VAT rebate reduction update

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As many of Dezan Shira & Associates clients and China Briefing Blog readers will know, the Chinese government has reduced the amount of VAT rebates applicable upon export of some 2,831 different types of products in a circular that takes effect from this Sunday, July 1, 2007.

This was anticipated in the May issue of China Briefing, in which we outlined the governments desire to increase pressure on businesses that were energy inefficient, polluting, or involved in processing trade. The first two items are designed to move Chinese manufacturing further up the value chain and to cut back on wasteful and unnecessarily expensive processes, while the third is in response to cut back primarily on the US-China trade deficit and to slow the appreciation of the RMB against the U.S. dollar.

These measures affect both Chinese domestic and foreign invested enterprises in China, with the changes to VAT refund rates affecting the prices charged on exported goods in addition to the profit margins for exporters.

The implications of these changes vary depending upon the product category. For readers requiring clarification on their particular product, please contact Dezan Shira & Associates with details of the product and the HS chapter number, and we will be pleased to provide details of any changes affecting your particular product.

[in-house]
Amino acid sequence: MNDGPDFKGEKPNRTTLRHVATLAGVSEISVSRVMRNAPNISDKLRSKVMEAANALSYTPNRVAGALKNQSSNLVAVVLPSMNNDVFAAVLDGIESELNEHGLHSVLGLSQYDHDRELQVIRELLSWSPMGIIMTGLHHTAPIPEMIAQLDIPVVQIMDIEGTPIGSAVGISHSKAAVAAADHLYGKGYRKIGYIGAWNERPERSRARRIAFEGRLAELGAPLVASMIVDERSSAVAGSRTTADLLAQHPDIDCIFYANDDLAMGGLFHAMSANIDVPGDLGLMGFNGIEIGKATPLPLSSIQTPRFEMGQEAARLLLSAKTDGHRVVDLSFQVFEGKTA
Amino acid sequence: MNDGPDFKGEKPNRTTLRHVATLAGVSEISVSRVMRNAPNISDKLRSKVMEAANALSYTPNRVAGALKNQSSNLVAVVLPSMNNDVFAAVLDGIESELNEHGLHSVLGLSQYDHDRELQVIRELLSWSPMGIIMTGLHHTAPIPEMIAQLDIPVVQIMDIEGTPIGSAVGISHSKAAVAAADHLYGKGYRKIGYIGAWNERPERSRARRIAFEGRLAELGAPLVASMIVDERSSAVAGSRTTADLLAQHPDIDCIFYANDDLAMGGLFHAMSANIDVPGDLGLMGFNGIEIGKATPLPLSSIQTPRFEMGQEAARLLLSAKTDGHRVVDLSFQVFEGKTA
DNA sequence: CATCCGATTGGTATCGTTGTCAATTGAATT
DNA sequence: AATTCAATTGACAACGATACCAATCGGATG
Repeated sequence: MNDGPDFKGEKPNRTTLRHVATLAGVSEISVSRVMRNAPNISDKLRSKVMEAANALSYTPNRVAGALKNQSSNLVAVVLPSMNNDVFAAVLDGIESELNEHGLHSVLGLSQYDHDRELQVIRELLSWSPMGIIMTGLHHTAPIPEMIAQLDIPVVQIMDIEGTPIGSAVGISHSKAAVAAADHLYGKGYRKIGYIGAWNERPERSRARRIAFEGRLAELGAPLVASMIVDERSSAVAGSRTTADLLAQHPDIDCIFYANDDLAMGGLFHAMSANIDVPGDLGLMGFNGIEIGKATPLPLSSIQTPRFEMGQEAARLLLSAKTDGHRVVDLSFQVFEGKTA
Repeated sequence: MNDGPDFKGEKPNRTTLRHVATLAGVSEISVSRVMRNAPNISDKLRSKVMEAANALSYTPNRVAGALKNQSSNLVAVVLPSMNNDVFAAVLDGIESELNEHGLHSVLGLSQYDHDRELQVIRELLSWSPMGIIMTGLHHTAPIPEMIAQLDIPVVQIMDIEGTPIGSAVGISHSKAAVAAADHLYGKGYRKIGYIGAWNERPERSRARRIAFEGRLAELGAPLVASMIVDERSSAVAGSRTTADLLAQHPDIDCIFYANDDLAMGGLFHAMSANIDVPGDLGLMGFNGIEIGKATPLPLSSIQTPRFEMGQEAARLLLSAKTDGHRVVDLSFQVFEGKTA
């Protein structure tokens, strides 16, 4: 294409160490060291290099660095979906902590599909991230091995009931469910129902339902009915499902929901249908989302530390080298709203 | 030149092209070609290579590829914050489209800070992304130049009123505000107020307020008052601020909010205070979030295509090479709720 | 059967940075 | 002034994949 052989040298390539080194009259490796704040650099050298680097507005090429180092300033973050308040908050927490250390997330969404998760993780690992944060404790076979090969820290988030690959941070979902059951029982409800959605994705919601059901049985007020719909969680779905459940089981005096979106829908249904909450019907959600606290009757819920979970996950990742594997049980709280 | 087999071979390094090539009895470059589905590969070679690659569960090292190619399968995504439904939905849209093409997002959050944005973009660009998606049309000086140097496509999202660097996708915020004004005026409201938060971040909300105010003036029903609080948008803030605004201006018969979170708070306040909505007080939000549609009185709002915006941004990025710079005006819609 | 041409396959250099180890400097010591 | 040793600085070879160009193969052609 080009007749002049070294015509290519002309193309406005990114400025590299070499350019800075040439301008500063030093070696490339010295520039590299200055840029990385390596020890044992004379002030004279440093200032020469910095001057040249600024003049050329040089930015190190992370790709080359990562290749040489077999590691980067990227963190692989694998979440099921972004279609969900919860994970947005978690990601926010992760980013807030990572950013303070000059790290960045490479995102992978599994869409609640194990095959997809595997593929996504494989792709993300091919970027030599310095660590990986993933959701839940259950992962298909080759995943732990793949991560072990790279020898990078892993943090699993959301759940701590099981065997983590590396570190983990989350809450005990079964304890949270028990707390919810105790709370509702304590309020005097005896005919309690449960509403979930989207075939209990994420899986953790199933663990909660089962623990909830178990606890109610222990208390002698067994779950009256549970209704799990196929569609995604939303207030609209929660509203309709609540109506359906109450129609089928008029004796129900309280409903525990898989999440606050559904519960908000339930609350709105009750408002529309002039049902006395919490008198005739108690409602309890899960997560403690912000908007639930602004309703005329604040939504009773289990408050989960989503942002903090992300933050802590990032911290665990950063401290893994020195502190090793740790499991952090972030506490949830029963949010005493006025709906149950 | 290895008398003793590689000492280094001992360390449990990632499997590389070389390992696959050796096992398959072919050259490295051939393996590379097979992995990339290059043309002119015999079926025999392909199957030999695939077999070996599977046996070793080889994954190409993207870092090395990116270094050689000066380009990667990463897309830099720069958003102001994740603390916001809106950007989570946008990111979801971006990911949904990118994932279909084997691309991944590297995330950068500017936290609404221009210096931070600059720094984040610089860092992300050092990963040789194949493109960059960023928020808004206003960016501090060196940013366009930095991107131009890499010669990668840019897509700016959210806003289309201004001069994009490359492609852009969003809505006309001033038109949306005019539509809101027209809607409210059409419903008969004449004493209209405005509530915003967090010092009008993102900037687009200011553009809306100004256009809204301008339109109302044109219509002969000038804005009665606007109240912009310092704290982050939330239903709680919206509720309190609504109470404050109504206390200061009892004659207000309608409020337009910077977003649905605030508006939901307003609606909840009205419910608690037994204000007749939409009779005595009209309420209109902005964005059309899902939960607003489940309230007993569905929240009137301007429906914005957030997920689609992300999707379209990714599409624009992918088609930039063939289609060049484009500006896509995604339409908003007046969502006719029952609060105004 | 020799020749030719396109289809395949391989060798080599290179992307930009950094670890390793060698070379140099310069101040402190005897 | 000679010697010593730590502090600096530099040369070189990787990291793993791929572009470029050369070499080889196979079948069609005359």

In effect, for exporters with products affected by these changes, for Chinese VAT purposes, the exported shipment will be classified as a ‘domestic’ sale upon which VAT would be payable. Alternatively, an exporters FOB export price will be deemed to be inclusive of the applicable charge. This means that input VAT costs incurred by the exporter would be creditable against the deemed VAT output charge.

This is already filtering down the supply chain and will affect nearly all companies involved in Chinese exports in one way or another. We are already being made aware of Chinese manufacturers, many of whom have long existed on thin profit margins, being squeezed by this and effectively passing on the costs of export back to the buyer in terms of price increases. We have also been made aware of different Chinese customs locations being inconsistent with the treatment of products and the amount of VAT reduction, with differing treatments being given between the same product between different ports. Again, this may reflect a massaging of the true manufacturing cost as well as be indicative of consistency problems within the Chinese customs administration, a fact acknowledged by Vice Minister Sun Songpu in our annual meetings with him (page 5, China Briefing, May 2007).     

Accordingly, international buyers need to be aware of carefully built in additional profit margins being placed within such increases beyond the scope of the actual VAT refund reduction, as well as local Chinese customs treatment inconsistencies. This may well require a quick element of “pricing due diligence” to be carried out to explain and understand the true impact on VAT rebate reduction affecting the Chinese manufacturers true additional costs in order to preserve true purchasing price integrity without any attempts to build in hidden price increases.

Clients or readers requiring assistance with understanding the new China VAT rebate reductions may contact Dezan Shira & Associates: click here.

Dezan Shira & Associates: Beijing, Tianjin, Dalian, Shanghai, Hangzhou, Ningbo, Guangzhou, Shenzhen, Zhongshan, Hong Kong